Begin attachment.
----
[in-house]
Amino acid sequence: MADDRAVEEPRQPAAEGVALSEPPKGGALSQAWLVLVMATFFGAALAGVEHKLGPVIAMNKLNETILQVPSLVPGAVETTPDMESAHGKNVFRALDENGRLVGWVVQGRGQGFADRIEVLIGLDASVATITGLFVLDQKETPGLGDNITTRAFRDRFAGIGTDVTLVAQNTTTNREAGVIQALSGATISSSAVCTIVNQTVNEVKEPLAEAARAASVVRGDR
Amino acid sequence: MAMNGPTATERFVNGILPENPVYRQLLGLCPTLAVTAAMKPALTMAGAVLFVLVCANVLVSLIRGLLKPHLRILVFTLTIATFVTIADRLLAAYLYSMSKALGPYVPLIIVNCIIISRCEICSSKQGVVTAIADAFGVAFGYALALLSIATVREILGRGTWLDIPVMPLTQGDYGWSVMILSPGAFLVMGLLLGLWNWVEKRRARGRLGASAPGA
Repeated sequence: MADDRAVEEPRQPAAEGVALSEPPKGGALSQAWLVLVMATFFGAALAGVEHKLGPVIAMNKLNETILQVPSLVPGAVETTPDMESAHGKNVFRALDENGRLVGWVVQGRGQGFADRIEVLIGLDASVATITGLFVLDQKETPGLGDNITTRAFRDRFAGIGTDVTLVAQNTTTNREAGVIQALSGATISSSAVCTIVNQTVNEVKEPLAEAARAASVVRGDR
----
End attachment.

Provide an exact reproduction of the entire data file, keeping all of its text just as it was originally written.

[in-house]
Amino acid sequence: MADDRAVEEPRQPAAEGVALSEPPKGGALSQAWLVLVMATFFGAALAGVEHKLGPVIAMNKLNETILQVPSLVPGAVETTPDMESAHGKNVFRALDENGRLVGWVVQGRGQGFADRIEVLIGLDASVATITGLFVLDQKETPGLGDNITTRAFRDRFAGIGTDVTLVAQNTTTNREAGVIQALSGATISSSAVCTIVNQTVNEVKEPLAEAARAASVVRGDR
Amino acid sequence: MAMNGPTATERFVNGILPENPVYRQLLGLCPTLAVTAAMKPALTMAGAVLFVLVCANVLVSLIRGLLKPHLRILVFTLTIATFVTIADRLLAAYLYSMSKALGPYVPLIIVNCIIISRCEICSSKQGVVTAIADAFGVAFGYALALLSIATVREILGRGTWLDIPVMPLTQGDYGWSVMILSPGAFLVMGLLLGLWNWVEKRRARGRLGASAPGA
Repeated sequence: MADDRAVEEPRQPAAEGVALSEPPKGGALSQAWLVLVMATFFGAALAGVEHKLGPVIAMNKLNETILQVPSLVPGAVETTPDMESAHGKNVFRALDENGRLVGWVVQGRGQGFADRIEVLIGLDASVATITGLFVLDQKETPGLGDNITTRAFRDRFAGIGTDVTLVAQNTTTNREAGVIQALSGATISSSAVCTIVNQTVNEVKEPLAEAARAASVVRGDR